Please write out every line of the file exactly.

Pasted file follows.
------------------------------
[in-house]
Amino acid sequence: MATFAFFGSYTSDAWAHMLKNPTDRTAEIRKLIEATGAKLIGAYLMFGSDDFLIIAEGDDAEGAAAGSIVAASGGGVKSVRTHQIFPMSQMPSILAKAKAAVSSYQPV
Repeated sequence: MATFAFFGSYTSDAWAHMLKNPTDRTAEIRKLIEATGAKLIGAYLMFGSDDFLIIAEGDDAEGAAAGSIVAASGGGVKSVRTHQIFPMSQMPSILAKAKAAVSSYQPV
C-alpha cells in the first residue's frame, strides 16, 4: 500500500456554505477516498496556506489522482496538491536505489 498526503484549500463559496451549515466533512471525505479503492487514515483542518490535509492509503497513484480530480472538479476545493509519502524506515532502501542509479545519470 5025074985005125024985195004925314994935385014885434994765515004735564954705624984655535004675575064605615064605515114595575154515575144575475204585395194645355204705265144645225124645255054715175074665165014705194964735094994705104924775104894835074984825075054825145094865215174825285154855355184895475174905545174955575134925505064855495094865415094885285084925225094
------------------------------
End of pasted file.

[in-house]
Amino acid sequence: MATFAFFGSYTSDAWAHMLKNPTDRTAEIRKLIEATGAKLIGAYLMFGSDDFLIIAEGDDAEGAAAGSIVAASGGGVKSVRTHQIFPMSQMPSILAKAKAAVSSYQPV
Repeated sequence: MATFAFFGSYTSDAWAHMLKNPTDRTAEIRKLIEATGAKLIGAYLMFGSDDFLIIAEGDDAEGAAAGSIVAASGGGVKSVRTHQIFPMSQMPSILAKAKAAVSSYQPV
C-alpha cells in the first residue's frame, strides 16, 4: 500500500456554505477516498496556506489522482496538491536505489 498526503484549500463559496451549515466533512471525505479503492487514515483542518490535509492509503497513484480530480472538479476545493509519502524506515532502501542509479545519470 5025074985005125024985195004925314994935385014885434994765515004735564954705624984655535004675575064605615064605515114595575154515575144575475204585395194645355204705265144645225124645255054715175074665165014705194964735094994705104924775104894835074984825075054825145094865215174825285154855355184895475174905545174955575134925505064855495094865415094885285084925225094